More talk of retaining a Canadian military role in Afghanistan following the scheduled end of the Kandahar mission in 2012 (Matthew Fisher, “Canada could fill training role in Afghanistan post-2011, MPs say,” Canwest News Service, 3 June 2010):
Liberal foreign affairs critic Bob Rae has provided the strongest indication yet that a deal may be possible between his party and the minority Harper government to keep some Canadian troops in Afghanistan after the combat mission in Kandahar ends next summer.
“The door is open to serious discussion in Canada and between Canada and NATO about what the future looks like,” Rae said during a five-day fact-finding mission to Kandahar and Kabul by 10 members of Parliament from all the parties, who sit on the Commons’ special committee on the mission in Afghanistan.
One possibility being closely examined is whether to dispatch Canadian military trainers to help “increase the capacity of both the Afghan police and Afghan military,” the former premier of Ontario said.
“There is no deal done, but there are elements that could be brought together to make a deal,” Bryon Wilfert, the Liberal vice-chair of the committee, said after the delegation met Thursday in Kabul with U.S. Gen. Stanley McChrystal, who commands more than 100,000 NATO troops, and another American, Lt.-Gen. William Caldwell, whose remit it is to train Afghan forces to a level that would permit alliance forces to leave the country.
At a meeting with the MPs on Thursday, Afghan Foreign Minister Zalmai Rasoul also requested that if Canada’s combat troops were leaving, that some of them be replaced by military trainers.
There have been private discussions for some time in Ottawa, with both Liberal and Conservative MPs and senators putting out discrete feelers about what Canada might do militarily when its combat mission ends.
While not as specific as Rae or Wilfert, Kevin Sorenson, the Tory who heads the Afghan committee, said, “We all realize the Afghan police, as well as the military, are going to have to increase capacity if they are going to secure their own country. Canada may have a role in that.”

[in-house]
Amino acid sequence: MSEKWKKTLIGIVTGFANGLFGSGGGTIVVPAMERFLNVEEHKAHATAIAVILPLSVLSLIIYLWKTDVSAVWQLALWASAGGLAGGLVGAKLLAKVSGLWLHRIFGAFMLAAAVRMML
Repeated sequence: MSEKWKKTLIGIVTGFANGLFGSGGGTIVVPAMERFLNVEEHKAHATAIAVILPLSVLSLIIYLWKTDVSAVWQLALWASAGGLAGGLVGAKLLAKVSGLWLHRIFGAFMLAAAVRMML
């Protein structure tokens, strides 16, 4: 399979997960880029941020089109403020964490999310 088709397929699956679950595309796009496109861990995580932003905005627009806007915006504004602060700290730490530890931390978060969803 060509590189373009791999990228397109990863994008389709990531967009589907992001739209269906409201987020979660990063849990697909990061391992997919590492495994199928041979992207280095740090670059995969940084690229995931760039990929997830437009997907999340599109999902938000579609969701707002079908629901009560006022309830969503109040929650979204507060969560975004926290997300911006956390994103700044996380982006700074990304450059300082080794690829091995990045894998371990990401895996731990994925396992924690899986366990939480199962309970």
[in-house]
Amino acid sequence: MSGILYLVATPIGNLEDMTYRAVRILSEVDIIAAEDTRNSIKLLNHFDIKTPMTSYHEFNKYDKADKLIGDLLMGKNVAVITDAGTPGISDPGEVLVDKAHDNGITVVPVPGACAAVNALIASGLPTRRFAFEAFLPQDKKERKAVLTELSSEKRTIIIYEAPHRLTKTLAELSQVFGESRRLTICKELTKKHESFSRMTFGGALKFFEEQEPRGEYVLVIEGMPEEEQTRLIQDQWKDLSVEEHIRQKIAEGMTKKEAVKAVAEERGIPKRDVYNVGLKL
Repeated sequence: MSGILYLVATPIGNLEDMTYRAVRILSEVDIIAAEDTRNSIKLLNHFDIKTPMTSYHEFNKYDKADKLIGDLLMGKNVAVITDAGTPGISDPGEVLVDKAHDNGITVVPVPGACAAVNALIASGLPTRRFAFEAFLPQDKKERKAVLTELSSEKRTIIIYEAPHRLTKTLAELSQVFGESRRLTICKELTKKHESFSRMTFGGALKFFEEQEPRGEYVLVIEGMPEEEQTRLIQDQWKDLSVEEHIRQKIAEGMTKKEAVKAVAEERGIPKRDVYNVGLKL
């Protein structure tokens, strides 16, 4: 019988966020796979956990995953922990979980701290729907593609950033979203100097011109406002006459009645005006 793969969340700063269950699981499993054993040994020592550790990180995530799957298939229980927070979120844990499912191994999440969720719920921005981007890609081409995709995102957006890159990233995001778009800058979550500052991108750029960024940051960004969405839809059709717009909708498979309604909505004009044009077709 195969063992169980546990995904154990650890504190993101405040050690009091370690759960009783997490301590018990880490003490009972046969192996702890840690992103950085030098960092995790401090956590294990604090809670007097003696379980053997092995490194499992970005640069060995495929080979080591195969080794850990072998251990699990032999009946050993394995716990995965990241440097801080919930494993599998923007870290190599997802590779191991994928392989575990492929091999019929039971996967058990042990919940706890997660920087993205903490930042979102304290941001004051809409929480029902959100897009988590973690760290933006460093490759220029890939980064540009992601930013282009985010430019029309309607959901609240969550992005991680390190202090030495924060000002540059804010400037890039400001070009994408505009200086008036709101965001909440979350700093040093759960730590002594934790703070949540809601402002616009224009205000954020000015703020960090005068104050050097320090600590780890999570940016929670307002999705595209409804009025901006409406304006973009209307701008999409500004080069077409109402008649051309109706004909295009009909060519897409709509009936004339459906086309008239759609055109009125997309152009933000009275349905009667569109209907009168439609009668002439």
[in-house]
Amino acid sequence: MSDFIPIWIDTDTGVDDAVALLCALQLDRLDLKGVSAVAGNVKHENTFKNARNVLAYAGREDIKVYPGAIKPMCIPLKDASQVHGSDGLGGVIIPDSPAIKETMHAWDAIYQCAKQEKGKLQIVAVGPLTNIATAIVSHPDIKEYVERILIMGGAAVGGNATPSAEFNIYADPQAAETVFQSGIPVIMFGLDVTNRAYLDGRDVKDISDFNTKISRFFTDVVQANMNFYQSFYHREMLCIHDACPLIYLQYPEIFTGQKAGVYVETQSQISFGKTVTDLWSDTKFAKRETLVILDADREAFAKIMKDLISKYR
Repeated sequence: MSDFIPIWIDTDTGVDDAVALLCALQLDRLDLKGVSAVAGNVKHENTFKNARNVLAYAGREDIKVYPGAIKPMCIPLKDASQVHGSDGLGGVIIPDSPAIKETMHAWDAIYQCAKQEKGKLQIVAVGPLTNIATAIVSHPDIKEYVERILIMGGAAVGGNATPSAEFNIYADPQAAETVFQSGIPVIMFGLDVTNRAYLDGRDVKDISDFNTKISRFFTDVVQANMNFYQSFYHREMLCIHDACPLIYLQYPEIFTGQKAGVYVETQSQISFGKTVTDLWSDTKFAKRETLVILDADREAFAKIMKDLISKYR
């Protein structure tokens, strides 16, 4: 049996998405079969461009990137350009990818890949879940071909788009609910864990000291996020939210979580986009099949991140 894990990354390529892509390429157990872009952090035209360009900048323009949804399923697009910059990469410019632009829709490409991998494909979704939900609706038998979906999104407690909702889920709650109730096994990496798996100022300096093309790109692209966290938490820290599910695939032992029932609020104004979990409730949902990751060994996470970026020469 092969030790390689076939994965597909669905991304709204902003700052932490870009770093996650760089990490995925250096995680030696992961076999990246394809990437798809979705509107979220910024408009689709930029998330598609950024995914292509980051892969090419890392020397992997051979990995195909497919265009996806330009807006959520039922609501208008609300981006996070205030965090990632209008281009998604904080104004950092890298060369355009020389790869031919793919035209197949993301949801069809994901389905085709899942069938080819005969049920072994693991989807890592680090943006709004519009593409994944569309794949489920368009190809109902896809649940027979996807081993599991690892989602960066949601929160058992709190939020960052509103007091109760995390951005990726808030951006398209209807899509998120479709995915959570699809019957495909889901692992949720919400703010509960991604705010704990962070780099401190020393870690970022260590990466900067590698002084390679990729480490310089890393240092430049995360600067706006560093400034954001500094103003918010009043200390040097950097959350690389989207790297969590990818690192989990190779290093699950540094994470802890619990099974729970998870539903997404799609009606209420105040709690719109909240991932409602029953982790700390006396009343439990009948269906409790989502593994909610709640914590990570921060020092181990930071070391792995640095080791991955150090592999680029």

The outlines of a new arrangement might involve Canada sending as many as 600 military trainers to an academy in Afghanistan, if Parliament approves. Caldwell indicated in an interview with Canwest News Service last month that any trainers sent by Canada would work within a heavily fortified base where they would not even have to wear body army.
Senior Canadian officers believe that providing 600 trainers at a time would likely be too much for the army, because so many of the instructors would have to be highly experienced sergeants and warrant officers. Asked if the Armed Forces could generate a force of 400 or 450 trainers, they said, that was possible, particularly if some of the trainers were logisticians, signalers, medics and mechanics.
“We have an obligation to see this thing through,” Rae said. “We came in with NATO and I think that we want to work through with NATO what our future will be, based upon the resolution of Parliament . . .
“I just want to say on behalf of the Liberal party that we are very committed to a role post-2011. We believe that that is very important.”
NDP Defence critic Jack Harris, who sits on the Afghan committee, was less sure about Canada doing anything more in Afghanistan militarily.
“Obviously, there are considerable humanitarian and institution-building concerns about Afghanistan,” Harris said Monday in Kandahar. “Whether that involves the military or not is another question, indeed.
“There are other ways we can help build institutions.”
Tara Brautigam, “MPs say Canadian trainers may stay in Afghanistan after 2011,” Globe and Mail, 3 June 2010
Jane Taber, “Harper remains firm on 2011 deadline for Afghan military mission,” Globe and Mail, 4 June 2010